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For years Sani-Matic has helped provide sanitary process solutions through automated cleaning equipment design and consultative service for pharmaceutical and other industries with stringent hygienic requirements.

But how are companies in these industries confirming the sanitary process solutions for cleaning are working? According to Justin Jaeck, vice president of technical sales, riboflavin testing is the benchmark for validating a complete spray coverage. “Riboflavin testing is most often used by our bio-pharm customers, but we are seeing a growing number of food processors using it as an evaluation tool to document the cleaning process is working.”

Riboflavin testing also provides clues of what may be causing contamination. Sani-Matic’s Field Service Technician Charles Bruce said, “Riboflavin is the only way to efficiently prove complete spray coverage, which is needed for a sanitary clean. You can perform swab testing, but depending on the product and swab test used, it may take up to one week to get results—and those rarely identify what the specific problem is. Riboflavin testing allows us to quickly identify the problem and provide a solution.”

Common Issues Affecting Cleaning

The most commonly diagnosed cleanability issues found by the Sani-Matic Tactical Solutions field engineers during riboflavin testing include the following:

  • Clogged spray devices
  • Spray patterns that don’t meet complex tank designs
  • Incorrectly positioned or rotated spray devices
  • Damaged spray device
  • Spray patterns that are not designed to work with customer tank modifications
  • Design, pressure and flow rate are inadequate for what’s identified
    on the spray device(s)
  • Modified systems needing a new validation
  • Baffles, agitators or other obstructions that cause shadowing or tough-to-clean areas
  • Miscellaneous mechanical issues

Riboflavin Testing: The Part It Plays in Sanitary Process Solutions and Confirming Cleanability

A recent report from PMMI Business Intelligence shows food processors’ number one request of process equipment is cleanability [1]. Riboflavin testing plays its part in proving cleanability.

Testing involves coating all surfaces to be cleaned with a riboflavin solution. Riboflavin, a yellow vitamin that glows under a black light or UV-A light, is mixed with water and sprayed throughout the wash chamber, tank, rack or other target items being tested for cleanability.

A rinse solution is then delivered through the spray devices in a burst-rinse method. The burst-rinse method is a timed burst rinse followed by a timed gravity drain—repeated three times.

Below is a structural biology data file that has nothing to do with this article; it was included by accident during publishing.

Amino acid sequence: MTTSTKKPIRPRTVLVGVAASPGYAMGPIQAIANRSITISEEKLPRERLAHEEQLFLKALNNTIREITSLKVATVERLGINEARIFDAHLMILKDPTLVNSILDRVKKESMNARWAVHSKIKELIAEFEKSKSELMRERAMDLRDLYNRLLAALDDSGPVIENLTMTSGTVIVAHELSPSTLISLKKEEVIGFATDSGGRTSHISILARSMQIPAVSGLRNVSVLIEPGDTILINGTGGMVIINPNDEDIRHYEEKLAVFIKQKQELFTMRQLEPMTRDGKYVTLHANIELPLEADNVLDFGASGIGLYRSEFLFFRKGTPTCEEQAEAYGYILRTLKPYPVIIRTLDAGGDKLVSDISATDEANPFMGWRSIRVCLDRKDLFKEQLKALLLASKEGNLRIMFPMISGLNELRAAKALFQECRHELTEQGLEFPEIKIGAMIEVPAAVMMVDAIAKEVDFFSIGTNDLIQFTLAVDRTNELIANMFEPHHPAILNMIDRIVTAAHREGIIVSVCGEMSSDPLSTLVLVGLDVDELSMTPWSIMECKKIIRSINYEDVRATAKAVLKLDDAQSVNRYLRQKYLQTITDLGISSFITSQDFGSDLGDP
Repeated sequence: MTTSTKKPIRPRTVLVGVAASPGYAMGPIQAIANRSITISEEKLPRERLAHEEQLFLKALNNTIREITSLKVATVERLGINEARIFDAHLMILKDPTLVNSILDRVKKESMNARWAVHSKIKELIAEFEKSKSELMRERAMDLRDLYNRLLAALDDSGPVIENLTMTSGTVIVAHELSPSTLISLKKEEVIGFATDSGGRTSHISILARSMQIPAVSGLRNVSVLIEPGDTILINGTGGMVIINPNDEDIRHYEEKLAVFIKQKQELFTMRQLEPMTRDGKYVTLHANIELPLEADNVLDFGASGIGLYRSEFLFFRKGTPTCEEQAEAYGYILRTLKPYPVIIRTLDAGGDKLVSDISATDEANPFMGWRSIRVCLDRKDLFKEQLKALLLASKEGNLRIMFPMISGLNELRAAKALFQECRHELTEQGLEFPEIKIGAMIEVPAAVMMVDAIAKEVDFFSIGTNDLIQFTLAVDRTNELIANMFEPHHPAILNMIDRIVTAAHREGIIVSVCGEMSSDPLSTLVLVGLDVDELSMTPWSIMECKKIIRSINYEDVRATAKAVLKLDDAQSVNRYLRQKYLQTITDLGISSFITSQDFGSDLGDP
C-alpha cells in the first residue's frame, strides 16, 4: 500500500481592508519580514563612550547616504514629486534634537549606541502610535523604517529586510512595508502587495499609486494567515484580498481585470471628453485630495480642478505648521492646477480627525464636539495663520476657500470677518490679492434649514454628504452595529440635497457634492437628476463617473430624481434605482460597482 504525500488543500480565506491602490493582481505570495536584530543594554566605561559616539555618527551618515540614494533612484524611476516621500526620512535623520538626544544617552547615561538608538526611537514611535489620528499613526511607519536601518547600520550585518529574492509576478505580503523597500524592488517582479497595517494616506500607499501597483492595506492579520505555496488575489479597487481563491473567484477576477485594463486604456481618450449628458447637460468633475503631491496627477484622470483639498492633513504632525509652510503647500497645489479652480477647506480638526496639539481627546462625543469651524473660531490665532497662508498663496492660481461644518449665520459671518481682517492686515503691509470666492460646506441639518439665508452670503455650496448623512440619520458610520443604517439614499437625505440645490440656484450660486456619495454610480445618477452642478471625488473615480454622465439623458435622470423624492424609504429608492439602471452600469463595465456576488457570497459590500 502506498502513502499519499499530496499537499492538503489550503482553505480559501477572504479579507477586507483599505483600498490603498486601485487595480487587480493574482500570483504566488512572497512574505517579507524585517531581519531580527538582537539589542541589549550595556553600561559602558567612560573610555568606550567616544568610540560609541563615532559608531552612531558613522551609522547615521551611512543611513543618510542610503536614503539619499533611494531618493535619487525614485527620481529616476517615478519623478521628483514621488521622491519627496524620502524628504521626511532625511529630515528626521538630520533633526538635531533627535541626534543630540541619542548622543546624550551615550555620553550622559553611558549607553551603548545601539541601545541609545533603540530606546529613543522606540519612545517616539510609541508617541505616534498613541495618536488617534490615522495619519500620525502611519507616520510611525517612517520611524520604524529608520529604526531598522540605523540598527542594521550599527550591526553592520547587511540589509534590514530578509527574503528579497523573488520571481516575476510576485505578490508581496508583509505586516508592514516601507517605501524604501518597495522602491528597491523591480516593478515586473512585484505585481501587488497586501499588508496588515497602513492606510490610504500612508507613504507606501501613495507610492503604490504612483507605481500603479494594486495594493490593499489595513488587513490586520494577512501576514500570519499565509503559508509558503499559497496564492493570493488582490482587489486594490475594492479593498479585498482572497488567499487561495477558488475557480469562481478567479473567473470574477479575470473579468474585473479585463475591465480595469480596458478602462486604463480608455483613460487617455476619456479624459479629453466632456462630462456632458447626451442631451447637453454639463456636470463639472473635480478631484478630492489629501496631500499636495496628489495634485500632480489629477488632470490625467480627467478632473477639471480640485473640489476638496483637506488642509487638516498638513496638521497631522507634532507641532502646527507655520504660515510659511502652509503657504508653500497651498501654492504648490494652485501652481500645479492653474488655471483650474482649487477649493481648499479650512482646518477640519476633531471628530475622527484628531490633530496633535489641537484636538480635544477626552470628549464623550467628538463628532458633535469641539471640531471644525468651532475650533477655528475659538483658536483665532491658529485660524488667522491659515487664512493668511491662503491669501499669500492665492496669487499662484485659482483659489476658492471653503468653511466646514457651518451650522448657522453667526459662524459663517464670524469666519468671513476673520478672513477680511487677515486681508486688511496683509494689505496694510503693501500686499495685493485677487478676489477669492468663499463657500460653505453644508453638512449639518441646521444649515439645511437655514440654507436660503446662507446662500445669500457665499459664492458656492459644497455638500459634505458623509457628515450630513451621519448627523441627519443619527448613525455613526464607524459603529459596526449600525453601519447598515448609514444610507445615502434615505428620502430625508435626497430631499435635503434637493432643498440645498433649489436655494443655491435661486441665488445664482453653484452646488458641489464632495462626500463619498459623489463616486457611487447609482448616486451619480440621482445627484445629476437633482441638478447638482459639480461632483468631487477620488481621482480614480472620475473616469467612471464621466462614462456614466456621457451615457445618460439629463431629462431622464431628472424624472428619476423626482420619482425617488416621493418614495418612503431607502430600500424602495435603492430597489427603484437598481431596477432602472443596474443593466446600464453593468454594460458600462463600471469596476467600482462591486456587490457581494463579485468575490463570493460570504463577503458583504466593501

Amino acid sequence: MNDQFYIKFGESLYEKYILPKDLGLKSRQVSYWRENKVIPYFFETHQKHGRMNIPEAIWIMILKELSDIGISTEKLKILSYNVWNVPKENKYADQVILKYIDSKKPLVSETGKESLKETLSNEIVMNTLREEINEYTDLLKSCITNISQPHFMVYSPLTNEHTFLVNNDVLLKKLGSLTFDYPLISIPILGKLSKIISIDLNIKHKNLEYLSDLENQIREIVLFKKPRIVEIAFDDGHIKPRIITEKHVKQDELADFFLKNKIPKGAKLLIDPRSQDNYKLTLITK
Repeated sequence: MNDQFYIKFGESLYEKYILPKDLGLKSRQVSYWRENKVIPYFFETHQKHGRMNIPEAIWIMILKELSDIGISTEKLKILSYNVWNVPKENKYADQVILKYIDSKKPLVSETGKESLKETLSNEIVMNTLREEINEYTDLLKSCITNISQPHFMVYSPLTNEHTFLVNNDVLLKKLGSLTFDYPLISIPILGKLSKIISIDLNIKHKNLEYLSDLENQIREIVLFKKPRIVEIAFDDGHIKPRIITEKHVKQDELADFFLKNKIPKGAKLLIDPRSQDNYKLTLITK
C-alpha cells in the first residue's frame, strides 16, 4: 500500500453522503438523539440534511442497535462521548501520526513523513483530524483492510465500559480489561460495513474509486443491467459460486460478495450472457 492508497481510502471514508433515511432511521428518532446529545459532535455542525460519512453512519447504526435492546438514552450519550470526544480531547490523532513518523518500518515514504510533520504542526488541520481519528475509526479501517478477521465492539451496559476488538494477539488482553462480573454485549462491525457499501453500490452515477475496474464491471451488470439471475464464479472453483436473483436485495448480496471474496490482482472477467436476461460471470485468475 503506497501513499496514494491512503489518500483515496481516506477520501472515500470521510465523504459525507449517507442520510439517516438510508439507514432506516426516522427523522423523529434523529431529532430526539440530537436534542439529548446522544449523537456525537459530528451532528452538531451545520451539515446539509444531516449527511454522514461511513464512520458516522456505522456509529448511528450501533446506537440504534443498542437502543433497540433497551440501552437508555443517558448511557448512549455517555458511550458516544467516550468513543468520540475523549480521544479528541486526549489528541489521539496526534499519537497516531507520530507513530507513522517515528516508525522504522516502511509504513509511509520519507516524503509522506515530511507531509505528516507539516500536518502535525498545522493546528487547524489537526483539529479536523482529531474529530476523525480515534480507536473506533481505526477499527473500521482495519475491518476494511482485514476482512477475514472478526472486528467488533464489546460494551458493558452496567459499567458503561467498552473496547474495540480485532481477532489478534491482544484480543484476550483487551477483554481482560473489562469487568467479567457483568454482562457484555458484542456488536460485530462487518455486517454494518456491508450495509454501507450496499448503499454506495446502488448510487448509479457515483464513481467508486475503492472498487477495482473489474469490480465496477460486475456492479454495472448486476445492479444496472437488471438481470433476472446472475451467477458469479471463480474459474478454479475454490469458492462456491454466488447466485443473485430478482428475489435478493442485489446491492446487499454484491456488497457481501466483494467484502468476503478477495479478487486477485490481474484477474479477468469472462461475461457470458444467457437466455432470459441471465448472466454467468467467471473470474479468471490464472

Once a coverage test rinse is complete, critical cleaning points are visually inspected using a black light and telescoping mirror to ensure the riboflavin solution has been completely removed. No visible fluorescence verifies complete spray coverage. If there is a residue showing under the black light, the field engineers can determine where the spray device coverage is not reaching.

Bruce emphasized, after the tank or equipment has been isolated and fully covered with the riboflavin solution, the cleaning cycle must be run within the limitations of the system’s design.

“When performing riboflavin testing, we need to be sure we are operating within the designed flow and pressure parameters to know the results are repeatable,” added Bruce.

Through visual inspection, the test confirms the spray pattern and device positioning are providing spray coverage to the targeted areas as designed. Once this baseline is established, the TACT variables—Time, Action, Chemical and Temperature—are introduced and tested to confirm a full, validatable clean.

If the Riboflavin Test Fails

Sani-Matic engineers will identify areas that may present a hygienic or cross-contamination risk and take corrective action before repeating the test. “One out of two jobs require some sort of modeling or information capturing, because we are often working from old drawings from before modifications or changes,” said Bruce. “Information capturing, such as internal geometries, agitator positions, port locations, etc., is critical because accurate measurements in the field are the foundation for the rest of what we do for sanitary process solutions.”

After modeling and information capturing, if it is determined a new spray device is required, 3-D models are created to identify the spray pattern needed to thoroughly clean the tank heads, walls and hard-to-clean obstructions.

“Once we’ve designed the proper spray device we can perform on-site riboflavin testing to ensure the spray pattern provides complete spray coverage. A passed riboflavin test serves as proof for our food and beverage customers that we have achieved that,” said Bruce. “However, any adjustments made to a bio-pharm customer’s cleaning system or process requires re-validation.”

Riboflavin Testing at Work

“We recently worked with a soft drink manufacturer whose lines passed cleaning inspection, however the system continued to fail microbial testing. Our field personnel performed riboflavin testing to diagnose the problem.”

The team inspected the tank and noticed that ports had recently been added. The original spray devices weren’t hitting correctly because flow and pressure measurements had been a matter of guesswork.

“Once corrective action was taken, we repeated riboflavin testing on the silos to document a sanitary clean,” Bruce said.

That is Cleaning Confidence.